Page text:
Kopriva Science Seminar Series, Michael Snyder
- Thursday, February 25, 2016 at 5:30pm
- Museum of the Rockies - view map
Michael Snyder, Chair of the Department of Genetics and Director of the Center for Genomics and Personalized Medicine at Stanford University, will present "Personalized Medicine: New Directions to Revolutionize Management of Health and Disease" as part of the College of Letters and Sciences's Kopriva Science Seminar Series.
We are undergoing a revolution unlike any other in biology and medicine. It is now possible to have your DNA sequence (genome) decoded and billions of measurements of your molecular composition and activities. This information will transform how your health is managed and how medicine is practiced
Michael Snyder is the Stanford Ascherman Professor and Chair of Genetics and the Director of the Center of Genomics and Personalized Medicine. Dr. Snyder received his Ph.D. training at the California Institute of Technology and carried out postdoctoral training at Stanford University. He is a leader in the field of functional genomics and proteomics, and one of the major participants of the ENCODE project. His laboratory study was the first to perform a large-scale functional genomics project in any organism, and has developed many technologies in genomics and proteomics. These including the development of proteome chips, high resolution tiling arrays for the entire human genome, methods for global mapping of transcription factor binding sites (ChIP-chip now replaced by ChIP-seq), paired end sequencing for mapping of structural variation in eukaryotes, de novo genome sequencing of genomes using high throughput technologies and RNA-Seq. These technologies have been used for characterizing genomes, proteomes and regulatory networks. Seminal findings from the Snyder laboratory include the discovery that much more of the human genome is transcribed and contains regulatory information than was previously appreciated, and a high diversity of transcription factor binding occurs both between and within species. He has also combined different state-of–the-art “omics” technologies to perform the first longitudinal detailed integrative personal omics profile (iPOP) of person and used this to assess disease risk and monitor disease states for personalized medicine. He is a cofounder of several biotechnology companies, including Protometrix (now part of Life Tehcnologies), Affomix (now part of Illumina), Excelix, and Personalis, and he presently serves on the board of a number of companies.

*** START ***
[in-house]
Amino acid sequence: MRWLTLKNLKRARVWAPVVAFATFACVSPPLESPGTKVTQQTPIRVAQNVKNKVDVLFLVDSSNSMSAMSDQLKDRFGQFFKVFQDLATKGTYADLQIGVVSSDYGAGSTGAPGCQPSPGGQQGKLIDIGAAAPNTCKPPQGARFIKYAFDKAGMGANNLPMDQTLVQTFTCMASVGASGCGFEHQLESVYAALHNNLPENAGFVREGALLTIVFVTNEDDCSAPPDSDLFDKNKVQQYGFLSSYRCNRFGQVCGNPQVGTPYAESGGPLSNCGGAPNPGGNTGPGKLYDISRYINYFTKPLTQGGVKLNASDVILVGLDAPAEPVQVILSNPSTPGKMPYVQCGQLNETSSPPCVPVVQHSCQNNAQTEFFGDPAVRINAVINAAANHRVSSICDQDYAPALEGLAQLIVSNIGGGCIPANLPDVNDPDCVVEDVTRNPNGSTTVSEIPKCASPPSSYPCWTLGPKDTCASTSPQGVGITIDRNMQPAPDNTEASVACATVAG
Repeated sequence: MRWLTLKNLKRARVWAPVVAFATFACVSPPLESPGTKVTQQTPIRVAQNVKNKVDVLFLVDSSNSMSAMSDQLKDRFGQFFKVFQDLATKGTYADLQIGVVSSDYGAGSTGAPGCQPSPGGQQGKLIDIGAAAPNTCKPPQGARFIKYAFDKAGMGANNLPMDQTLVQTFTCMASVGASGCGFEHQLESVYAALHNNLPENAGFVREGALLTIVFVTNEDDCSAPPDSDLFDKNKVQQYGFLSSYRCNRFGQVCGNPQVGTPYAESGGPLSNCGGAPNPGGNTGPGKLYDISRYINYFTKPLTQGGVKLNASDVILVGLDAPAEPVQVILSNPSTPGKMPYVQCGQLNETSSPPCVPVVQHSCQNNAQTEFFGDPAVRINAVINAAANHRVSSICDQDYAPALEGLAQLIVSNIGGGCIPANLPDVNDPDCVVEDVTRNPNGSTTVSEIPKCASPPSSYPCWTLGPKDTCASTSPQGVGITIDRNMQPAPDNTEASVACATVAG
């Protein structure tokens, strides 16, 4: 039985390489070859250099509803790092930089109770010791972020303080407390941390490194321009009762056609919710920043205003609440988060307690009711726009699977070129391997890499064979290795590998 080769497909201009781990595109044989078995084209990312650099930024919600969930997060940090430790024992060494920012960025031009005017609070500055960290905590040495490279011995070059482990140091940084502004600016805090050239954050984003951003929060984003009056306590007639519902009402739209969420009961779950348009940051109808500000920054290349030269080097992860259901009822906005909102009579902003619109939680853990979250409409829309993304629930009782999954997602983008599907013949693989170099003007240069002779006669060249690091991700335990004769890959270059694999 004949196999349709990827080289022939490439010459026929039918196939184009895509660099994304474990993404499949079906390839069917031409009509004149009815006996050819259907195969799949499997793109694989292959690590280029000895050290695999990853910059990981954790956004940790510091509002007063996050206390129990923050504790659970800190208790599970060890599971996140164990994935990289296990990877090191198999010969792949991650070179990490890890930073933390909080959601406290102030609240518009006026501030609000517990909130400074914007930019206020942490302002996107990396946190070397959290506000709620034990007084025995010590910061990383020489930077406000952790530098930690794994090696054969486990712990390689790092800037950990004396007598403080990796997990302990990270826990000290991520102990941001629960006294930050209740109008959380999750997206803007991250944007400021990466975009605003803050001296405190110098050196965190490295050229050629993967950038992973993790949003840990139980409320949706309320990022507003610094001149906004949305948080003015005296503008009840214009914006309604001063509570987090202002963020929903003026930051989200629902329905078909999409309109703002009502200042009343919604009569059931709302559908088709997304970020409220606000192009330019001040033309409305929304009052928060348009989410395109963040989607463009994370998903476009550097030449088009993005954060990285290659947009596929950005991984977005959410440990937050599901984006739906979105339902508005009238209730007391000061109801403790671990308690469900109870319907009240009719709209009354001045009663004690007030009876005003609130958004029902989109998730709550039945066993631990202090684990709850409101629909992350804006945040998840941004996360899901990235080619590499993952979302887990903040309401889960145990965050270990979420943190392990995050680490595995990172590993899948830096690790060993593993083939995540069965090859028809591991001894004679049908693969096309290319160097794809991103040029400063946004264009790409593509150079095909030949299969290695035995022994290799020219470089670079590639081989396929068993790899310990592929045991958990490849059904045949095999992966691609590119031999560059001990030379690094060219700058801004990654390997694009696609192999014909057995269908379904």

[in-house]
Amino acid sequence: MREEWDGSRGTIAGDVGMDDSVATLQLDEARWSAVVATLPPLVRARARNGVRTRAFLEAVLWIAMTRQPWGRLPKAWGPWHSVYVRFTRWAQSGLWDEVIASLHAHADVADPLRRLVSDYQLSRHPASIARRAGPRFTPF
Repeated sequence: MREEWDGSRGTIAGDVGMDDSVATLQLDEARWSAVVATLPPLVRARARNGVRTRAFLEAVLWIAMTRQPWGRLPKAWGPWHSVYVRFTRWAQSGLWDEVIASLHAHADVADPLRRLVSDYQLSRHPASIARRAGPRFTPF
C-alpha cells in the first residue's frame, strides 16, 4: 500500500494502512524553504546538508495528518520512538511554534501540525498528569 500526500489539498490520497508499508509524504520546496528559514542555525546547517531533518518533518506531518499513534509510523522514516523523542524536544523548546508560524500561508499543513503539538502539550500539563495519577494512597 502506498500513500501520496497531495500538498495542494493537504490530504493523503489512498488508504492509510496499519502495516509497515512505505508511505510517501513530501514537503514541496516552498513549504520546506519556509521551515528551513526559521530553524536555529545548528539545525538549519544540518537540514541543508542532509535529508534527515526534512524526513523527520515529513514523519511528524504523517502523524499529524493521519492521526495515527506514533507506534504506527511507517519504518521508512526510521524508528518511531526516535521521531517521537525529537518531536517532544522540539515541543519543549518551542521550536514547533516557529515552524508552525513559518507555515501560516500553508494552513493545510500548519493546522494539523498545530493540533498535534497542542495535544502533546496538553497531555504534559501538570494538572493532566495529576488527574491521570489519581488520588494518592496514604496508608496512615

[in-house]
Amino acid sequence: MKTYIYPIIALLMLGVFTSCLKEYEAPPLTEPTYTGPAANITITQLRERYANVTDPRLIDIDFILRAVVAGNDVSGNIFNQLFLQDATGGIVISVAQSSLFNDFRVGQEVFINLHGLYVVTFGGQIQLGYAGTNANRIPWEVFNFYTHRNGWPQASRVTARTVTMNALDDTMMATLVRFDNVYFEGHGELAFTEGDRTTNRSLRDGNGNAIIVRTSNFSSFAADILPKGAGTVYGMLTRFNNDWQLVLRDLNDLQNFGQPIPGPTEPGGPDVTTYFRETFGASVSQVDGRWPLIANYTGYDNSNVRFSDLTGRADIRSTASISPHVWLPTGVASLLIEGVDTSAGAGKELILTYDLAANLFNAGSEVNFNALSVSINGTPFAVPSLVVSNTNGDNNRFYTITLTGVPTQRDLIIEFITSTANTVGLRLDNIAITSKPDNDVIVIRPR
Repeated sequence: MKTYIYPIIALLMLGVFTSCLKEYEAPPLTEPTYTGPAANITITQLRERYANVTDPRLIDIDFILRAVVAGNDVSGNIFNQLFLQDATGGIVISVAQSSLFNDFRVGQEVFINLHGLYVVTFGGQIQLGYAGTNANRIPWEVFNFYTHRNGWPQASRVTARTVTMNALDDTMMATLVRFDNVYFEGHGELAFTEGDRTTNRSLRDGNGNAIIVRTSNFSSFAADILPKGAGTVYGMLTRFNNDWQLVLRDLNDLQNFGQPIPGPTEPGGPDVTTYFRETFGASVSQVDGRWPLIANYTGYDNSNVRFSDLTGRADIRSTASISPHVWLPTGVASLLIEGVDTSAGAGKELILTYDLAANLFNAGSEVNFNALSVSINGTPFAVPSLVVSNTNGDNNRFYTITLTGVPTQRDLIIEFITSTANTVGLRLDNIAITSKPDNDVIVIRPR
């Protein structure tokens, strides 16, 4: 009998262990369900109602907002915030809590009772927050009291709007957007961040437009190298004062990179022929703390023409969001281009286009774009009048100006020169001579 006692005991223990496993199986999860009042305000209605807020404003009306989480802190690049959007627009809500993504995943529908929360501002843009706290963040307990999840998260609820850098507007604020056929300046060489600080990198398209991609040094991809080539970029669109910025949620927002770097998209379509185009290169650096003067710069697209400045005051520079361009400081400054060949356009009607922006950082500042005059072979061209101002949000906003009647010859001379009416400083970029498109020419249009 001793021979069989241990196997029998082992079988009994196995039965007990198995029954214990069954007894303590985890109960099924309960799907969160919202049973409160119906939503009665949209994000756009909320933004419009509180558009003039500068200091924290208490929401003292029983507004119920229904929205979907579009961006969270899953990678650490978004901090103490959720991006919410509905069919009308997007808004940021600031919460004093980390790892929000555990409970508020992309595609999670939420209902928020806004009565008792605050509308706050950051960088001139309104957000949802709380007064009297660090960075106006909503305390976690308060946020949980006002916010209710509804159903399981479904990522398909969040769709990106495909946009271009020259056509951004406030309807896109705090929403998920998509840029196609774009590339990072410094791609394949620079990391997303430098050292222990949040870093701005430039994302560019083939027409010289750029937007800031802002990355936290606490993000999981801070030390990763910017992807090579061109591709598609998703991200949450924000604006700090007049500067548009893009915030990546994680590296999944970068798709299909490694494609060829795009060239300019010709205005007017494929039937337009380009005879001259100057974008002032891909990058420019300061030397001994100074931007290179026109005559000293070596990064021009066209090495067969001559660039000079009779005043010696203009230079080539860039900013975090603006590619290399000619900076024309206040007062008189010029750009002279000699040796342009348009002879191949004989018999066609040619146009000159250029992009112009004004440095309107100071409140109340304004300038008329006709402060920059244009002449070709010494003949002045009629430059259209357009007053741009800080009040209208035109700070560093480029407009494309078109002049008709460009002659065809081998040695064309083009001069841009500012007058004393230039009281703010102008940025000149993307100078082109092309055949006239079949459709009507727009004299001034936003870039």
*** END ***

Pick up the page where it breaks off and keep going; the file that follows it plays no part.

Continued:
Snyder’s lecture is presented by the Kopriva Science Seminar Series, which is funded through an endowment created by Phil Kopriva, a 1957 microbiology graduate from MSU. Kopriva, who died in 2002, also created an endowment to fund the Kopriva Graduate Fellowship Program, which provides support and opportunities for graduate students in the College of Letters and Science, particularly in the biomedical sciences. The series features seminars by MSU graduate students, faculty members and guest speakers. For more information about this and other Kopriva lectures, please visit www.montana.edu/lettersandscience/kopriva.html.
Free and open to the public.